UNIVERSITY OF WASHINGTON
Office of Educational Assessment
Program Evaluation Division

UW DIVERSITY OUTREACH AND RECRUITMENT
Admitted Students Questionnaire (ASQ)
 
EVALUATION SUMMARY

This site has been created to provide regularly updated reports on evaluative efforts by the Office of Educational Assessment (OEA) relative to centrally administered diversity outreach and recruitment activities at the University of Washington (UW).
May 15, 2001

PROJECT DESCRIPTION

The Admitted Student Questionnaire (ASQ) is a national survey program administered by the Admission and Enrollment Services Group of The College Board. Its purpose is to identify factors in the choices students make as they go through the process of applying to and enrolling in colleges and universities. The questionnaire is sent by participating institutions to prospective students, and asks about:

  • the importance of such characteristics as quality of faculty and overall academic reputation in students' choice of college,
  • which sources of information students consulted,
  • the image students have of the institution,
  • whether students' plans were influenced by the availability of programs such as financial aid and athletics,
  • which other institutions the student had considered and how they compared to the home institution, and
  • how students describe themselves with respect to certain demographics such as race and family income.

Completed surveys are returned to the College Board for processing, and reports and an analyzable datafile are returned to the participating institution.

FINDINGS

Admitted Students Questionnaire 2000

In June 2000, the University of Washington (UW) Office of Admissions sent the ASQ to approximately 1,000 students to whom offers of admission had been made for the 2000-2001 academic year. The sample was evenly divided between students who subsequently chose to enroll at the UW and those who did not. The datafile returned to the UW by The College Board was further analyzed by the Office of Educational Assessment (OEA) with respect to responses of under-represented minorities.

Analysis of the ASQ data indicated that the UW does not enroll the highest performing minority students. Minority students who chose to attend other institutions had higher SAT scores and self-reported high school grades than did students who enrolled at the UW. This trend was especially strong for Asian American, Hispanic, and African American students.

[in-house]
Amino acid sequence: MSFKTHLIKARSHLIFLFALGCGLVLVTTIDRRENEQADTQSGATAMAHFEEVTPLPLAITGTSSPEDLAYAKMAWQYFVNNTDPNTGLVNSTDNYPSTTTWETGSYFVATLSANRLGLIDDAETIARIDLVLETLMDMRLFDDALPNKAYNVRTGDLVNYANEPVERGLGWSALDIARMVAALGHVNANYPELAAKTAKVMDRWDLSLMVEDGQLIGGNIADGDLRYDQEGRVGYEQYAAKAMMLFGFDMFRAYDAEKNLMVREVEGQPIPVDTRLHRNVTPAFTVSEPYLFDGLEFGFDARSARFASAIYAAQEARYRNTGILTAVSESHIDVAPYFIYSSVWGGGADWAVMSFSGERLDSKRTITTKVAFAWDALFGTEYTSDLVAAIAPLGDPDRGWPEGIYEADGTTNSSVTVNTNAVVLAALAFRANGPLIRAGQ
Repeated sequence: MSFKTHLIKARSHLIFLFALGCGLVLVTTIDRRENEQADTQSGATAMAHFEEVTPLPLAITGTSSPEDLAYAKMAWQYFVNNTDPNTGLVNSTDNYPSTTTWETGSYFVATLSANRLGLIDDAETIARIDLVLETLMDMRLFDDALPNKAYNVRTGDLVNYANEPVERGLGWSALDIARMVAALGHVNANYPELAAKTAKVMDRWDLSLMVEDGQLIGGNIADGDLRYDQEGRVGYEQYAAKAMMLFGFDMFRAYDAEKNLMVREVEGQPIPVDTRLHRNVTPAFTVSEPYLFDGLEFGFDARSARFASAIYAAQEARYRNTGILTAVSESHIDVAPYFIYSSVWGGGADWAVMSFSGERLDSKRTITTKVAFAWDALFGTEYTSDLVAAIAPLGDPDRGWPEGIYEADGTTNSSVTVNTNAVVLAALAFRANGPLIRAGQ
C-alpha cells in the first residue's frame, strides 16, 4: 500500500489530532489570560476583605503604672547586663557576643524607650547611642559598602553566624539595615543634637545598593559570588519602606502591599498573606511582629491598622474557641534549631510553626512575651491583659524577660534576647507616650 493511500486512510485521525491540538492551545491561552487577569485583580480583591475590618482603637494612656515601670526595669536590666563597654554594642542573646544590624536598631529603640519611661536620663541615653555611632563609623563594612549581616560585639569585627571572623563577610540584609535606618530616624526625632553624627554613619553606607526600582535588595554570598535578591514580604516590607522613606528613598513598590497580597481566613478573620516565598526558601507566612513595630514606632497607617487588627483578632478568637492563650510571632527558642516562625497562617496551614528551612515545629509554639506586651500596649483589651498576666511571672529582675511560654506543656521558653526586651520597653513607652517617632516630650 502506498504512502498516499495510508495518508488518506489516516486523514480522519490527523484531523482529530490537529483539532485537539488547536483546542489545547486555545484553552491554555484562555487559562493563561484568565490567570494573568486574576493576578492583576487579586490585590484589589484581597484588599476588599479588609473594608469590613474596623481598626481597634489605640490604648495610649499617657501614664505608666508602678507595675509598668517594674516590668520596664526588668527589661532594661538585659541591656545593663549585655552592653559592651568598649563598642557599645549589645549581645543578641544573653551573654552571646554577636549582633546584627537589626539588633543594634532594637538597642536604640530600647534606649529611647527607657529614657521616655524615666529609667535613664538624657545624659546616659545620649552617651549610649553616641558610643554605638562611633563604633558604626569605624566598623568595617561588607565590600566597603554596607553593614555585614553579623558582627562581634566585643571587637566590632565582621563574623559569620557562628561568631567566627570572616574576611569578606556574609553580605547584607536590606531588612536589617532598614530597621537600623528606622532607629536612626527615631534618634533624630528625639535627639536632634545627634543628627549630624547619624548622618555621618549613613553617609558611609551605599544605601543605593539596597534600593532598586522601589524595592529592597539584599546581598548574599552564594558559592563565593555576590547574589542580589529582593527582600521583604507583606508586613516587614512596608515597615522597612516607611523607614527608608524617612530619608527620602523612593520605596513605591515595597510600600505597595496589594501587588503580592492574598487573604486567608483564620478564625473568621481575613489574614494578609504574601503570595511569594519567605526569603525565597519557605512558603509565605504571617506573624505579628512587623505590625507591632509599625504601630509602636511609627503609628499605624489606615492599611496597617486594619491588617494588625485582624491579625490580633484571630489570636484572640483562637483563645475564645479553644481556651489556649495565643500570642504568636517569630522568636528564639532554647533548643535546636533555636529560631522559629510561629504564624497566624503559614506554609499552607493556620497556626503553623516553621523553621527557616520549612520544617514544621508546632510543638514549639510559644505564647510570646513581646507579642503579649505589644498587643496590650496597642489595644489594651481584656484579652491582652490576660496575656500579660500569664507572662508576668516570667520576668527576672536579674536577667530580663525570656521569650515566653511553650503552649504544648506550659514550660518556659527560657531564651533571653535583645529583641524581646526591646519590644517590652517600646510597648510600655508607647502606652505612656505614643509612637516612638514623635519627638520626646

Personal finances were also related to students' enrollment choices, with minority students who chose to enroll at other institutions than the UW tending to report higher family incomes. Minority students who enrolled at other institutions also rated financial aid as significant to their choice of institution.

Parental opinion of the institution was a strong indicator for student enrollment. Minority students whose parents rated the UW as better than other institutions more often enrolled at the UW. Enrolled students of all ethnicities rated their opinion of the UW campus visit, meetings sponsored by the UW and high school visits by UW representatives as better than those of other institutions.

Analyses revealed that the UW is successful enrolling minority students with joint-admission to Western Washington University, the University of Oregon, and Washington State University. The UW was not as successful in enrolling minority students with joint-admission to Stanford, the University of California at Los Angeles or Berkeley.


Copyrightę 2001 UNIVERSITY OF WASHINGTON Office of Educational Assessment